Sunday, May 22, 2016

NYT: "Transgender Americans" See Their Personal Battle Become A National Showdown

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   This is all really bad IMO.
   Standard disclaimer: it's impossible to be taken seriously the the cultural powers that be without anteing up with your liberal credentials... So: I'm mostly a liberal. I also think that the public restroom question raises genuine questions. My mind isn't make up about the practical question of public restroom sex-segregation...but I'm inclined to be against a precipitous change in public policy on this score (in either direction).
   I've just been reading Gallileo's Middle Finger, in which Alice Dreger--a historian and philosopher of science and activist for the intersexed--recounts the campaign of personal destruction led by transgender activists against a psychologist who formulated a theory they didn't like. The author describes the tactics she herself used as an activist for intersex causes, and the transgender activists used against Bailey. Bits of the NYT story hint at similar tactics, especially this part:
   The sweeping directive to public schools seemed to come out of nowhere. In fact, it was the product of years of study inside the government and a highly orchestrated campaign by advocates for gay and transgender people. Mindful of the role “Whites Only’’ bathrooms played in the civil rights battles of more than half a century ago, they have been maneuvering behind the scenes to press federal agencies, and ultimately Mr. Obama, to address a question that has roiled many school districts: Should those with differing anatomies share the same bathrooms?
   The lobbying came to a head, according to people who were involved, in a hastily called April 1 meeting between top White House officials — led by Valerie Jarrett, Mr. Obama’s senior adviser and one of his closest confidantes — and national leaders of the gay and transgender rights movement. North Carolina had just become the first state to explicitly bar transgender people from using the bathrooms of their choice.
   “Transgender students are under attack in this country,” said Chad Griffin, the president of the Human Rights Campaign, a Washington-based advocacy group that is active on the issue, summing up the message he sought to convey to Ms. Jarrett that day. “They need their federal government to stand up for them.”
Ms. Jarrett and her team, he said, listened politely, but “did not reveal much,” including the fact that a legal directive on transgender rights that had been in the works for months was about to be released.
   When — or precisely how — Mr. Obama personally weighed in is not clear; the White House would not provide specifics. But two days before that meeting, scores of advocacy groups sent Mr. Obama a private letter, appealing to his sense of history as he nears the end of his presidency, in which he has already advanced gay and transgender rights on multiple fronts.
   The picture here is one of prolonged behind-the-scenes maneuvering by one side in the dispute, and then an apparently sudden decision by the government. The idea wasn't floated ahead of time for public discussion, no time was allowed for national deliberation. Hell, even I wasn't aware that this issue was being pushed seriously by anyone until about two years ago.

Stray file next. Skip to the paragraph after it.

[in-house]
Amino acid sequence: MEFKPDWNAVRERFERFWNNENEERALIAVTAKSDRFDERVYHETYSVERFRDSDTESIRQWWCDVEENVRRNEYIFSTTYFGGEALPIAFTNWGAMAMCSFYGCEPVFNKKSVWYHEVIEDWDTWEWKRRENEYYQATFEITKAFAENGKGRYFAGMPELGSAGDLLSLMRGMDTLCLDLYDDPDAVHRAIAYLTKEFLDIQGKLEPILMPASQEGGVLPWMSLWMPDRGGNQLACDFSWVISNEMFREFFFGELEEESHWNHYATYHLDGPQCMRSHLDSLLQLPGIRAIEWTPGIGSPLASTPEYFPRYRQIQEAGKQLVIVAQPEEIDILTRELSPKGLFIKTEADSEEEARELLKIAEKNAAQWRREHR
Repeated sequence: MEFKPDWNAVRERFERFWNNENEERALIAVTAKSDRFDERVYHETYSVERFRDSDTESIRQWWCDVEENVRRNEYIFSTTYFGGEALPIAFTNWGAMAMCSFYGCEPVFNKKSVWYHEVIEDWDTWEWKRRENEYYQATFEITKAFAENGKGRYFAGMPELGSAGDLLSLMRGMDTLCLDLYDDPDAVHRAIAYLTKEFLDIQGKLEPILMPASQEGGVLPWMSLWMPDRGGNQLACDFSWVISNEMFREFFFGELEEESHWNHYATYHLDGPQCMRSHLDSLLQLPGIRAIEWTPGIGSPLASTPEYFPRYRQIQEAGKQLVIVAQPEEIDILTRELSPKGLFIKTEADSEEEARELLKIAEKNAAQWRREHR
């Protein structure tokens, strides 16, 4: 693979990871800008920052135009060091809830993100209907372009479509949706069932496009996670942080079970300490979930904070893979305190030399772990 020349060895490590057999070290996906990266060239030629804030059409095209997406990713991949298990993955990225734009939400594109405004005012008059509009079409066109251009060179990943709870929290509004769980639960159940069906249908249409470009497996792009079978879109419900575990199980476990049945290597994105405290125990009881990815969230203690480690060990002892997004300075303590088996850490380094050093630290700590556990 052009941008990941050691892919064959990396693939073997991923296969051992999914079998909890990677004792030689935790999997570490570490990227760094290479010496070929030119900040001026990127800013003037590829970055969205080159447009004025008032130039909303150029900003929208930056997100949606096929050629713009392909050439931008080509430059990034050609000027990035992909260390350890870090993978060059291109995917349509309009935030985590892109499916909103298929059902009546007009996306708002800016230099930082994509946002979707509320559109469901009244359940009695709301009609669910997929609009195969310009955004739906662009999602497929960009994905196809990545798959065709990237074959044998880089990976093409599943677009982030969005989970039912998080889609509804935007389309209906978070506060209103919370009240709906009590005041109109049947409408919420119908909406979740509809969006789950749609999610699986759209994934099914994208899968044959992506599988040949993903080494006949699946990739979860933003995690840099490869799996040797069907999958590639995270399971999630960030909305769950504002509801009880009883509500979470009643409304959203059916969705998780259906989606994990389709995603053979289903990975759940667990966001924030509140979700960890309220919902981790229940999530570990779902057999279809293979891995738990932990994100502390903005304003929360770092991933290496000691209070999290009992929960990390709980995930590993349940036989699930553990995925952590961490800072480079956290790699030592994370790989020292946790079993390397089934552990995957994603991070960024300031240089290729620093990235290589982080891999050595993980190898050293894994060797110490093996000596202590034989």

These are similar to the non-rational rhetorical tactics described by Dreger: blanket the internet with the arguments for your own position, push your arguments to liberal/sympathetic journalists, set the terms of the debate, etc. In this case, pushing "gender identity" and "social construction" as pivotal concepts has been crucial. And, as Dreger notes, relentlessly pushing the (questionable, ideologically-motivated) theory that the transgenderism is a matter of "males being trapped in female bodies" (or vice-versa), as opposed to Bailey's theory that a large percentage of men who categorize themselves as transgendered ("trans women") are actually motivated by a sexual fetish for thinking of themselves with female bodies. Incidentally, Dreger's points about tactics predict that Wikipedia would be a prime place to push the transgender activists' preferred theory--and it is. I can't find a single mention of Bailey in the article--which reads like something written by an activist, not a dispassionate observer/encyclopedist.
   This is all bad, bad, bad. There are reasonably important questions here, and we're being pushed toward a pre-ordained conclusion advocated by a small group of activists and others. We're being asked to overturn a long-standing and reasonable aspect of the culture without discussion, with the politically correct preference of the far left being imposed from on high. Perhaps they're pushing the right solution...but I certainly wouldn't bet any money on that. And even if the policy proposals--or, rather, diktats--accidentally happen to be right, this way of creating and implementing policy is contrary to fundamental principles of liberal democracy. Merely declaring the existence of obscure and implausible new rights does not change that.

(And a big fat facepalm at the phrase "transgender Americans")

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